My Biggest Dementia Loss.

My parent’s marriage didn’t survive the war, the divorced as soon as my dad was demobilised and he returned to Belgium, where he had a son, born to a woman he had met there. During my childhood I saw him about 8 times up to the age of 13, after which we had no contact, beyond two very stilted phone calls,  for over 40 years. Like many children with an absent father I fantasised about him, idealised him and longed for him. When we met again at a family funeral, and it became clear he wanted to have contact me it was like all my birthdays, and Christmases and holidays arrived on the same day. We visited each other, I went to Belgium, he came back to Staffordshire, and for the first six months he telephoned me every day. Gradually the phone calls became less, but always once a week at least. Because his wife found the fact that he had been married before and had a child very difficult: Her wartime experience had affected her badly and she had emotional difficulties, we agreed between us that he would always ring me. And then suddenly the regular phone calls became less frequent and then stopped. I didn’t know why, I had no way of asking why. Given our history, how could I phone and say ‘Why have you gone again’ It broke my heart.

And then one day, while I was on holiday in Croatia, I had a phone call to say that he had died. By this time I had been diagnosed with Dementia but I managed to get from Croatia to Brussels to attend his funeral, where I learned that he had had Alzheimer’s too. Over the next months it all began to make sense, he hadn’t rejected me again, he had simply forgotten me. With so little mutual history to remember, and most of it recent, with so few reminders of my existence, why would he remember me when he was struggling with those who were there all the time. Dementia had taken my dad away from me, his and mine. My Dementia made me hold back from contacting him, fearful of what would happen, more fearful of rejection than I had ever been. Even as I write this I am crying, I loved him so much, the tie we had together were some of the most precious in my life and they were so few.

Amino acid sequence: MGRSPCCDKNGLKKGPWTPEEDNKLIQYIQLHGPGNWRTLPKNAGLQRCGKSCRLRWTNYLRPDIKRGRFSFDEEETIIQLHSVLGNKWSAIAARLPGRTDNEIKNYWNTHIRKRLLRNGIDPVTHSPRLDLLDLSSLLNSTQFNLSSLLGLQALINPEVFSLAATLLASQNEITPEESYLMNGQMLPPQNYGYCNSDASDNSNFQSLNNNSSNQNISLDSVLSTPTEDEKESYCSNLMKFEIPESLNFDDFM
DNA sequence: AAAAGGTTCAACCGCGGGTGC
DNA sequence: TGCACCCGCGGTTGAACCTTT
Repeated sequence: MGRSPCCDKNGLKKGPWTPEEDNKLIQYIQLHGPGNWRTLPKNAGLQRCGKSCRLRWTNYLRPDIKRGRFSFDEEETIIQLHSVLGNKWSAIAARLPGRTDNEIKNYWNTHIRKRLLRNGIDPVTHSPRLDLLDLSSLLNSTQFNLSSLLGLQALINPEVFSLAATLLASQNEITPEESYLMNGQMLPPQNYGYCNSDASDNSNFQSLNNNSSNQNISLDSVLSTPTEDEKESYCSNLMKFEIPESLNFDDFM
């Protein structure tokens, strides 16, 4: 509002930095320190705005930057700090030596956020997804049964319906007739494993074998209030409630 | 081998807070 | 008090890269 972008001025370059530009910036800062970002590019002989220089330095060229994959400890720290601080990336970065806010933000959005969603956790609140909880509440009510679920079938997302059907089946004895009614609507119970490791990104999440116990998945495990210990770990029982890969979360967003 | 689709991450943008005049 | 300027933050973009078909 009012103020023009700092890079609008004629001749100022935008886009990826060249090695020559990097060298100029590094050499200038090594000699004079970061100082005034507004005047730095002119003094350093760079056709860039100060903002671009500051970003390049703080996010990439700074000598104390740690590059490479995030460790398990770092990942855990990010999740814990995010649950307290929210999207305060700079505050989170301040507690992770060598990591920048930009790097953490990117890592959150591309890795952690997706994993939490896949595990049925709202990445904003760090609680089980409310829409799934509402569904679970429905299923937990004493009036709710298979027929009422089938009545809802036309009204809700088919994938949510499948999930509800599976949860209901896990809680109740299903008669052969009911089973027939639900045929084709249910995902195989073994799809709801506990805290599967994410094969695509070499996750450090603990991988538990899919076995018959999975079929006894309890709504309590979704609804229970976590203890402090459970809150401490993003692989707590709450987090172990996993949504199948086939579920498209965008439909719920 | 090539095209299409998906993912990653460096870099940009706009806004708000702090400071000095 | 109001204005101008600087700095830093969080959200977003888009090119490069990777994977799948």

This is such a cruel disease. Don’t stay away from the people you care about who have Dementia, they need your regular contact and presence, without it you will lose each other before you need to. We need that regular contact with those we love – lest we forget.

 

4 thoughts on “My Biggest Dementia Loss.

  1. I’m sorry for yours, and your Father’s loss Shelagh.
    Someone we both know through work, often tells people that you shouldn’t assume that someone in the advanced stages of dementia doesn’t value contact from someone familiar. She explains that following contact with those familiar to the person, other people will witness that their mood lifts.

    Liked by 1 person

  2. Gosh what a trauma. But so glad that you could eventually find out why he went silent again. Thanks for the advice. I plan to stay around for my mum as long as its beneficial to her, and reading your post makes me realise it may be beneficial longer than is obvious. Thank you.

    Like

  3. This : Over the next months it all began to make sense, he hadn’t rejected me again, he had simply forgotten me. With so little mutual history to remember, and most of it recent, with so few reminders of my existence, why would he remember me when he was struggling with those who were there all the time. Dementia had taken my dad away from me, his and mine

    Just wow and you are right, I regret not visiting my grandmother on a regular basis in the beginning of her diagnosis, and when I finally got the courage to visit more often she was at later phases.

    Like

  4. My dear sister
    you and I and the others _you know what I mean _ need more boozy lunches together.. More steak and kidney puddings.. Get in touch with the mad cat lady to arrange. love you xx

    Like

Leave a Reply

Fill in your details below or click an icon to log in:

WordPress.com Logo

You are commenting using your WordPress.com account. Log Out /  Change )

Google+ photo

You are commenting using your Google+ account. Log Out /  Change )

Twitter picture

You are commenting using your Twitter account. Log Out /  Change )

Facebook photo

You are commenting using your Facebook account. Log Out /  Change )

Connecting to %s

%d bloggers like this:
search previous next tag category expand menu location phone mail time cart zoom edit close